Chopsticks At Dawn: orientalism in Western music
13:30 Tuesday 8th June 2010
BBC Radio 4
Presented by Anna Chen
Written by Anna Chen with Dr Jonathan Walker
Produced by Chris Eldon-Lee and Culture Wise
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"The cuddly face of dehumanisation. A bit like golliwogs."
I always wondered how it was that those cartoon strains of cod Chinese music used to have me running for cover when I was growing up. Siouxsie And The Banshees' Hong Kong Garden, David Bowie's China Girl, Carl Douglas's Kung Fu Fighting, they're only a few examples of the sort of orientalism in music that was the bane of my young life. Who needed crude verbal epithets when a few bars of plonkery could do the job?
I asked my friend Dr Jonathan Walker, a musicologist and damned fine pianist, how certain configurations of a few notes could be so potent in their effect. What he told me led to a fascinating journey through the development of a musical trope that was loaded with meaning, much of it not very positive.
From its basic building blocks of pentatonics (the black notes) and parallel fourths all the way to Debussy and Ketelby, Jonathan reveals how, had Western music begun to represent other cultures at an earlier stage in history when Chinoiserie was greatly admired, we might have ended up with a musical equivalent of the willow pattern crockery, or the Brighton Pavilion. As it is, it coincided with the Opium Wars and Yellow Peril fever, so the results were hardly complimentary.
You can see how this all pulls together in the arena of propaganda in the opening title sequence of the movie Inn Of The Sixth Happiness, starring Ingrid Bergman as missionary Gladys Aylward, and Curt Jurgens as the Chinese General (!). Made in 1958 during the Cold War, various motifs in Malcolm Arnold's score merge with the visuals to create a subtext, climaxing in the dramatic appearance of the film's title in vivid scarlet text reminiscent of American takeaway menus, and accompanied by billowing clouds of steam that could be opium smoke or dragon's breath. Listen out for the "cruelty" chords as associated with ancient Rome and the mysterious Orient. It's brilliant and quite funny.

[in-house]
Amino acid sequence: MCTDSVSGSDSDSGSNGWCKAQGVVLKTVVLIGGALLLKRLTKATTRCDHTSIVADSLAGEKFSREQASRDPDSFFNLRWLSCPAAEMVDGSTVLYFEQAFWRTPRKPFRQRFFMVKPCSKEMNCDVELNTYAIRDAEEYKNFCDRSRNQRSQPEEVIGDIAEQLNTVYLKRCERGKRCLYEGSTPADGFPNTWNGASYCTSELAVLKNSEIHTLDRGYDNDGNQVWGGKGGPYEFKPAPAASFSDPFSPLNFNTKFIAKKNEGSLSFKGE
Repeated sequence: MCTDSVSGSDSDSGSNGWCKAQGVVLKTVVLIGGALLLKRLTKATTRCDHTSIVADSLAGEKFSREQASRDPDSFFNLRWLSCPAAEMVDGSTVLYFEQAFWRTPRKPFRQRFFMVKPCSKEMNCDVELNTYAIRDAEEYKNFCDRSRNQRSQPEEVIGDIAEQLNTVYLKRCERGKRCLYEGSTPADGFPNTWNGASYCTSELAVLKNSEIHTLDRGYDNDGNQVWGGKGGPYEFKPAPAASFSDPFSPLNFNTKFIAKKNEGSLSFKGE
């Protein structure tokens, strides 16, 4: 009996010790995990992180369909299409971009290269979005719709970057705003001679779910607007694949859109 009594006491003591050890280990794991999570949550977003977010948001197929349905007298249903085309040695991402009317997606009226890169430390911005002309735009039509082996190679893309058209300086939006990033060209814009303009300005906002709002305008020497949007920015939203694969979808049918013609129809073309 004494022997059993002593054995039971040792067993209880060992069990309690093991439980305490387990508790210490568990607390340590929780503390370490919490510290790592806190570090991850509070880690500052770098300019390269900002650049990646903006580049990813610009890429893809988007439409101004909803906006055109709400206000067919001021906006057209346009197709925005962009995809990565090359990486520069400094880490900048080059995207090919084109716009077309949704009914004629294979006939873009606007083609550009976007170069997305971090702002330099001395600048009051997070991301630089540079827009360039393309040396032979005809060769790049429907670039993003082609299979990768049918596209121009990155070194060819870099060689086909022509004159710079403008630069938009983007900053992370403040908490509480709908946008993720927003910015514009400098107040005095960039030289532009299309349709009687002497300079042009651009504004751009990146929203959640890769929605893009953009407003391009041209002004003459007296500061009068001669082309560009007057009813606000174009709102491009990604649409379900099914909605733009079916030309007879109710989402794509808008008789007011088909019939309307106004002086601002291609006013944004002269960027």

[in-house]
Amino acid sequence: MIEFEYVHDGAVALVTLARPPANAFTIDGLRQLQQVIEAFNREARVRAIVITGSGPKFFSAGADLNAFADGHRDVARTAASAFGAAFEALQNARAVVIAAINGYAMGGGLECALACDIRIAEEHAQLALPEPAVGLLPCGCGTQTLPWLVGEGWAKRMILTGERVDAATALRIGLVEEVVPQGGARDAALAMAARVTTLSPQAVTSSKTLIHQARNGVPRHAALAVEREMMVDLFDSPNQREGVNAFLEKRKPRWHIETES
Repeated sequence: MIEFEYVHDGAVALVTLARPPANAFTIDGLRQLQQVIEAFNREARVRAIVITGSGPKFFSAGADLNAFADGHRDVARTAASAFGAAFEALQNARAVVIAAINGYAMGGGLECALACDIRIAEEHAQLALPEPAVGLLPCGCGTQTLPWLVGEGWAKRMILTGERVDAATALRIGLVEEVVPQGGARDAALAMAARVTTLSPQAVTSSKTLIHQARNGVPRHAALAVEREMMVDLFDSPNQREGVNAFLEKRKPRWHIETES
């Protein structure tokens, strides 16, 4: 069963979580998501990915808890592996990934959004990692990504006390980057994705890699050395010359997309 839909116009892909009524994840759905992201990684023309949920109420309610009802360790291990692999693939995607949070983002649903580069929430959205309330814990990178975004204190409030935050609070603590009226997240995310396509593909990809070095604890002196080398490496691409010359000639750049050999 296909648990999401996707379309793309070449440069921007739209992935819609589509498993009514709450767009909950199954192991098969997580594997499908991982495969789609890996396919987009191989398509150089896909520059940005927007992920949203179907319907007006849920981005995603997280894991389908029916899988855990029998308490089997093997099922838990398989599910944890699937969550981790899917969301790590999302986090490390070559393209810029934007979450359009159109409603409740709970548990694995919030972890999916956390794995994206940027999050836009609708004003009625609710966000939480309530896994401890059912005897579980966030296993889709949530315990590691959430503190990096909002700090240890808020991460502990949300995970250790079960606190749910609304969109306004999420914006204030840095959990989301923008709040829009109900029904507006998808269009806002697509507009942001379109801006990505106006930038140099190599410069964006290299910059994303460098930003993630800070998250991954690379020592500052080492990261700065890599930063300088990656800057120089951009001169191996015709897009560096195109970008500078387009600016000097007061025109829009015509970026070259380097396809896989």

I was joined by academics Derek Scott of Leeds and Rachel Harris of SOAS who help to find out exactly what was going on with the representation of Asian Pacific people — and Chinese in particular — in the culture. Chi2 funsters Liz and Sarah Liew add their childhood reactions to the mix. And musicians Ben Chan (Big Yellow Band) and Jane Ng, who wrote Pagoda Of Dreams, show us how they merge East and West in their compositions.
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(Pic of Anna at BBC page by Sukey Parnell)
Pick Of The Day: RadioTimes, Observer, Sunday Telegraph, Time Out, Mail On Sunday. Also daily choice in the Times, Telegraph and Independent, Tuesday 8th.
Anna Chen reflects, through gritted teeth, on representations of Chinese music, the ingy pingy clichés as used by everyone from George Formby to David Bowie, demeaning a culture which, in other fields, we respect. This isn’t a dreary sermon, though. It’s a lively, rueful journey through aural conditioning. Why do some sounds suggest the Orient to us? She listens to Ravel and has the pentatonic scale (as played on a piano’s black keys) explained to her as a short cut to something that to Westerners signals “east”. But there’s more to it than that.
Recording with bronchitis
Item at Socialist Unity